You may be surprised to know that Peafowl are omnivorous birds, which means that they eat both plant and animal material. The birds are known to be opportunistic feeders and will eat a wide variety of different types of food depending on what is available in their habitat. This will include:
- flower buds
- arthropods – insects, larvae, centipededes, grasshoppers, termites etc
- human excreta
Diets for Peacocks in Captivity
Peacocks living in captivity may be fed a diet of seeds, pellets, and other commercial food products specifically formulated for poultry. They may also be given vegetables, fruits, and other supplements to ensure they are receiving a balanced diet.
Some people may also choose to feed their peacocks a more natural diet, offering them a variety of seeds, insects, and other types of food that they might encounter in the wild. It is important to provide a diverse and nutritious diet for captive peacocks to ensure their health and well-being.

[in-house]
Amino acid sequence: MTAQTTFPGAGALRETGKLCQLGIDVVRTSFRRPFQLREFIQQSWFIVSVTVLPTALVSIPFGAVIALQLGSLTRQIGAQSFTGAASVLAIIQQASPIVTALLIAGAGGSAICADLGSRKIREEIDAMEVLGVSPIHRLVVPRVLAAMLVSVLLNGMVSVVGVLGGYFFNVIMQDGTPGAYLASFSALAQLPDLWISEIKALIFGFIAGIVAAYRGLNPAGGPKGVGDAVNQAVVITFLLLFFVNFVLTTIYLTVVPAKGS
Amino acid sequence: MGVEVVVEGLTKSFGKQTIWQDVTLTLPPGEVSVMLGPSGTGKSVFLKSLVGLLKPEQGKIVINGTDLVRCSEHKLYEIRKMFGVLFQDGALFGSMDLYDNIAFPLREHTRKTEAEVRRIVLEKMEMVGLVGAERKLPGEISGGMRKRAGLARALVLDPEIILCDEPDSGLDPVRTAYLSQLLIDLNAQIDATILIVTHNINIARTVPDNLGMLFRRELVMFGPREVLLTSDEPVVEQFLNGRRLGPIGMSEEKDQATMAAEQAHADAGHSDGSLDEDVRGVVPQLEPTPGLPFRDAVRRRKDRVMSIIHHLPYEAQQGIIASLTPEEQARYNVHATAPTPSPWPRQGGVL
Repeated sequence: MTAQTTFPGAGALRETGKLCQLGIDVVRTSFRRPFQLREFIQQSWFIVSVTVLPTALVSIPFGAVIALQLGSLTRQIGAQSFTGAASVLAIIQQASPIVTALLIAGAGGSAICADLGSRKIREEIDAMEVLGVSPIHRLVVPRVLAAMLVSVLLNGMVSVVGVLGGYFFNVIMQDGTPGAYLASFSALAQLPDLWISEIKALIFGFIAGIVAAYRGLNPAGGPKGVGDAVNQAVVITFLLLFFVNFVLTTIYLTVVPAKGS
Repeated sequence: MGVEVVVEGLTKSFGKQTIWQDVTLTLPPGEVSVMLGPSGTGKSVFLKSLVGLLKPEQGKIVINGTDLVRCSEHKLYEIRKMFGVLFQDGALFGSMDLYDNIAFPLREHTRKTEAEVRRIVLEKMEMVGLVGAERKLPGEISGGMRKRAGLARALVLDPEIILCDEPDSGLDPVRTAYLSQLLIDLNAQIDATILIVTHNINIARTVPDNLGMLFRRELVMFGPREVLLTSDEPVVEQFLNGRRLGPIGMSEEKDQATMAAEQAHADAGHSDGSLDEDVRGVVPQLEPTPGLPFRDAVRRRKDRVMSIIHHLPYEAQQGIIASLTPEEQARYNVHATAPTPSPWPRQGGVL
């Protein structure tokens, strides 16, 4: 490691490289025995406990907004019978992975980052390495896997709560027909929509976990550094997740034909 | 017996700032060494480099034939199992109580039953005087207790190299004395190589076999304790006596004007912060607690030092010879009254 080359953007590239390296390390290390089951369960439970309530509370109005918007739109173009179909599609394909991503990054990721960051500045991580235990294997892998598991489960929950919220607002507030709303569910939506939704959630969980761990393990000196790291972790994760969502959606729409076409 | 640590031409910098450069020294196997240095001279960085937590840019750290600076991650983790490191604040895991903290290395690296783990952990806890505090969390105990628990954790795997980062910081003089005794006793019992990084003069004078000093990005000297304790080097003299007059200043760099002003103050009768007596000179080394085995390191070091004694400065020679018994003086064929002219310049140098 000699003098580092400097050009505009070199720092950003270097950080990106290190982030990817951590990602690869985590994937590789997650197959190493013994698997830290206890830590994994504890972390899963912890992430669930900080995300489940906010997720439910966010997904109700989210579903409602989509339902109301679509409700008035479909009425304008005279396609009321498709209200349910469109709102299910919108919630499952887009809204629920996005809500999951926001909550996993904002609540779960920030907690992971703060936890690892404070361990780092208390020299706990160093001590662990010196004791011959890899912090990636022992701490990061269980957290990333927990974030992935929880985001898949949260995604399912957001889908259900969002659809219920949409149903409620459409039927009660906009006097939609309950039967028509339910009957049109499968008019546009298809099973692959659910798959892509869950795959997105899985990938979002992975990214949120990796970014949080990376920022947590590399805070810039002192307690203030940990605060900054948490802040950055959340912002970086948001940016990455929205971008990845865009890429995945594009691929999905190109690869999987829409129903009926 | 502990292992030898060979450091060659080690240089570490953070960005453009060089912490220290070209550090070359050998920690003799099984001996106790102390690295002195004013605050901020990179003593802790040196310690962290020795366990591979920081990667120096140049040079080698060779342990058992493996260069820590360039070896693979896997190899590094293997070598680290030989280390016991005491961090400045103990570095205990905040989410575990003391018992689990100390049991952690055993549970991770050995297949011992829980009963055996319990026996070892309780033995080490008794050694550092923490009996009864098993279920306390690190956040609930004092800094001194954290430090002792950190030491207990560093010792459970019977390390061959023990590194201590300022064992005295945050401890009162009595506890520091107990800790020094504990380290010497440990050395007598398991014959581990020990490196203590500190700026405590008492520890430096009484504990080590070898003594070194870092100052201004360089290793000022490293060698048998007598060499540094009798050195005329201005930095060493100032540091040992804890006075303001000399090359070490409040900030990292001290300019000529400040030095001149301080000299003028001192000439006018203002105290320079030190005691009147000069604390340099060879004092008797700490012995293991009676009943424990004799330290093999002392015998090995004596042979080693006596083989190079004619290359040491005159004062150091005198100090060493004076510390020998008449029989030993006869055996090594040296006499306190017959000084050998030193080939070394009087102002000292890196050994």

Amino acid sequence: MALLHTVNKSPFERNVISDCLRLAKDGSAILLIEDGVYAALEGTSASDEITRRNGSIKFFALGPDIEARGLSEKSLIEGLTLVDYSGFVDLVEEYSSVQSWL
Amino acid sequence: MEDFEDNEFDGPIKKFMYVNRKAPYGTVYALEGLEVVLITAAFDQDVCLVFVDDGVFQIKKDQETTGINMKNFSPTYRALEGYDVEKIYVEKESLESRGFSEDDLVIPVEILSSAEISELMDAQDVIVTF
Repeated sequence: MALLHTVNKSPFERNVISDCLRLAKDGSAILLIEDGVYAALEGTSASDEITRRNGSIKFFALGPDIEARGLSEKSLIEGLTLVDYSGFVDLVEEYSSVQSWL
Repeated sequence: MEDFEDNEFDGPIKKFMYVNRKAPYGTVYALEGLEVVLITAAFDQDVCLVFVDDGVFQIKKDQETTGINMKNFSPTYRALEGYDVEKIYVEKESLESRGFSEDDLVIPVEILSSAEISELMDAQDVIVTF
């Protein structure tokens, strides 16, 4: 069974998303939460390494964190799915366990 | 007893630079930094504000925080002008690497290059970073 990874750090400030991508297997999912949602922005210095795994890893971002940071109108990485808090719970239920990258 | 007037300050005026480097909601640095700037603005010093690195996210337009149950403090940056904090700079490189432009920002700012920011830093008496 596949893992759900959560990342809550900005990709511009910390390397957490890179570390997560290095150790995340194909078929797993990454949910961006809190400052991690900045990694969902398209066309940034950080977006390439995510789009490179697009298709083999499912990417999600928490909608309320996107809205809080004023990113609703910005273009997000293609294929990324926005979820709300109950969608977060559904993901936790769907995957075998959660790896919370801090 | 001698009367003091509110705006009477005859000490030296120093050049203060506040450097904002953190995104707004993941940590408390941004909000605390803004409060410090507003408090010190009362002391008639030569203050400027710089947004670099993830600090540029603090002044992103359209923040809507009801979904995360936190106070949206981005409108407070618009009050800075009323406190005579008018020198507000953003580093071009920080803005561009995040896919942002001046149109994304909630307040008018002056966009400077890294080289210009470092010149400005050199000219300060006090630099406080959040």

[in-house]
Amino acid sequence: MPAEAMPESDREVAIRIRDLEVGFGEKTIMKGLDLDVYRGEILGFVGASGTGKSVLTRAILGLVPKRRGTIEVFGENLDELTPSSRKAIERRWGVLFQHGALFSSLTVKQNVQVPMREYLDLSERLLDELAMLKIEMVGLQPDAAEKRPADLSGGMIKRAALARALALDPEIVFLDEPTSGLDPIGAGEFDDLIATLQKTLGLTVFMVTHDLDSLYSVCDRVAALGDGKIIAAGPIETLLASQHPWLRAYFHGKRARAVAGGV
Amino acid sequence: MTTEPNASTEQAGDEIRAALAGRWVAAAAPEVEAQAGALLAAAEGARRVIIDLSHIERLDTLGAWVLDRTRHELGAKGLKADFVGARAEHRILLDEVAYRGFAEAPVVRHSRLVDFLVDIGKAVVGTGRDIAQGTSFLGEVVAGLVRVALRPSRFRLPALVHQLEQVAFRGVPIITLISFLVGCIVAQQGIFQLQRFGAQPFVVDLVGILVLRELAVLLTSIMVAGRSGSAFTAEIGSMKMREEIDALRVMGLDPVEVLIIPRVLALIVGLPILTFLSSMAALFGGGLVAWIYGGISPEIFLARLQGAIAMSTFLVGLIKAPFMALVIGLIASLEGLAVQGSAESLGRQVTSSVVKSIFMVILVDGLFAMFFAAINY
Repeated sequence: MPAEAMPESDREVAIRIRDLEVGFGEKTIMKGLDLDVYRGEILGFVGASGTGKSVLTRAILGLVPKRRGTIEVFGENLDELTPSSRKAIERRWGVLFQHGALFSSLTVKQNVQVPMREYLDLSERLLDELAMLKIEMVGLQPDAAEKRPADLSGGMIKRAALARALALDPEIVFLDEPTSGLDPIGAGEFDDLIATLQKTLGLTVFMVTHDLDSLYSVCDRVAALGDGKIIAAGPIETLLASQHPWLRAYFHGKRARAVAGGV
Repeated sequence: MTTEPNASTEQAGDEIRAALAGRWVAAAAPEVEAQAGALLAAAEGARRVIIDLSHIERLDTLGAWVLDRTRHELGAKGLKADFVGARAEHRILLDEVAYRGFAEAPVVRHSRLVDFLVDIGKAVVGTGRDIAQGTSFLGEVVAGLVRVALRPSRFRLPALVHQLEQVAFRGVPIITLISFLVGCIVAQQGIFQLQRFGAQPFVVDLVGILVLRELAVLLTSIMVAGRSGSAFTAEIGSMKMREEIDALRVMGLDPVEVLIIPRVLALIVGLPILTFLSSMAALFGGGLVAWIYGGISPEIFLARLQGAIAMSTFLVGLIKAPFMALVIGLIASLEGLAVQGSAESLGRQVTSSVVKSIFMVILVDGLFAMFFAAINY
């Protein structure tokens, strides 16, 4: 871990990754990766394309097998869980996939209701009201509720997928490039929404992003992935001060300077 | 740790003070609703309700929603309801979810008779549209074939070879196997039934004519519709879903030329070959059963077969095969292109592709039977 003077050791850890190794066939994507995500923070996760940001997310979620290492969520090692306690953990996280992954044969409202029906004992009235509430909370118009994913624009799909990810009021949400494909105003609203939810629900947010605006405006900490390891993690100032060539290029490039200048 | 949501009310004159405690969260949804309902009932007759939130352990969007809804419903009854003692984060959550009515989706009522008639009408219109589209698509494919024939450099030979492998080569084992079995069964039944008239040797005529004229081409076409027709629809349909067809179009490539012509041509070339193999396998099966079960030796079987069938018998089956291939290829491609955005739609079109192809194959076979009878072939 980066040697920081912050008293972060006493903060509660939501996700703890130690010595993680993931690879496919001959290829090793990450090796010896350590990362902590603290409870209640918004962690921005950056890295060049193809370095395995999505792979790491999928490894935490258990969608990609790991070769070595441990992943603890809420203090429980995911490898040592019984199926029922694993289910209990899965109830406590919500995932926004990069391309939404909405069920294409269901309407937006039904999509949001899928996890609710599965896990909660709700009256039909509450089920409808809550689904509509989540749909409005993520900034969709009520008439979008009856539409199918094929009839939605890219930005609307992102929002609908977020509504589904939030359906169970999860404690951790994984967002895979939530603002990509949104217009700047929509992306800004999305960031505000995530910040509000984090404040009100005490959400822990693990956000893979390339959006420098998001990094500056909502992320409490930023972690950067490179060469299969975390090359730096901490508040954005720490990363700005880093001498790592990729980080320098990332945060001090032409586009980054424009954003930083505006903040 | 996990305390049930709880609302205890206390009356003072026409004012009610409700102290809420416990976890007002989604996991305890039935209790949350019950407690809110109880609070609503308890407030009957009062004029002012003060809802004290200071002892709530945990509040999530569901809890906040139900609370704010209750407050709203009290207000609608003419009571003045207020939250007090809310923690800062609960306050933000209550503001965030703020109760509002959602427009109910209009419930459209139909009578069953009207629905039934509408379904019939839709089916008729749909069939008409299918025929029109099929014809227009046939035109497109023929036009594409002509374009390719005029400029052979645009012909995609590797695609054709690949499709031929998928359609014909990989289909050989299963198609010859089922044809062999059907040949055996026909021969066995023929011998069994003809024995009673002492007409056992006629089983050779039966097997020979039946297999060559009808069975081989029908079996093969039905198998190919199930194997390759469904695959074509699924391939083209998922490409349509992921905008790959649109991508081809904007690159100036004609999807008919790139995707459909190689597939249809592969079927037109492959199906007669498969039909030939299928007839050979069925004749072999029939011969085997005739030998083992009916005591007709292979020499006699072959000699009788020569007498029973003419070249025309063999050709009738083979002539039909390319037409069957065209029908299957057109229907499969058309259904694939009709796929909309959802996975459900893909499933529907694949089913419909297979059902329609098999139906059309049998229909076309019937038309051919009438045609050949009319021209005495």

Tips for Feeding Peacocks
Peacocks are beautiful and friendly animals that can make for brilliant pets as well as excellent alarm birds. You do need to have specific knowledge and a certain amount of space to take care of them, though, as well as good working knowledge of the kind of diet that they need to stay happy and healthy.
With this in mind, let’s go through some tips on how to properly feed a peacock.
Provide a Diverse Diet: Diverse diets are a necessity for peacocks, with a range of proteins, seeds, and veggies necessary to keep a peacock healthy. Some options for seeds include sunflower seeds, millet, and safflower seeds.
Vegetables such as leafy greens, peas, and sweet potatoes can also be offered, as well as fruits like apples, berries, and melon. In addition to these staples, you can also offer insects such as meal worms, crickets, and wax worms as a protein source.
Offer a Consistent Source of Clean, Fresh Water: Peacocks need access to clean water at all times, so be sure to provide a clean and accessible water source for them.
Avoid Overfeeding: Peacocks can become overweight if they are fed too much, so be sure to monitor their food intake and offer appropriate portion sizes.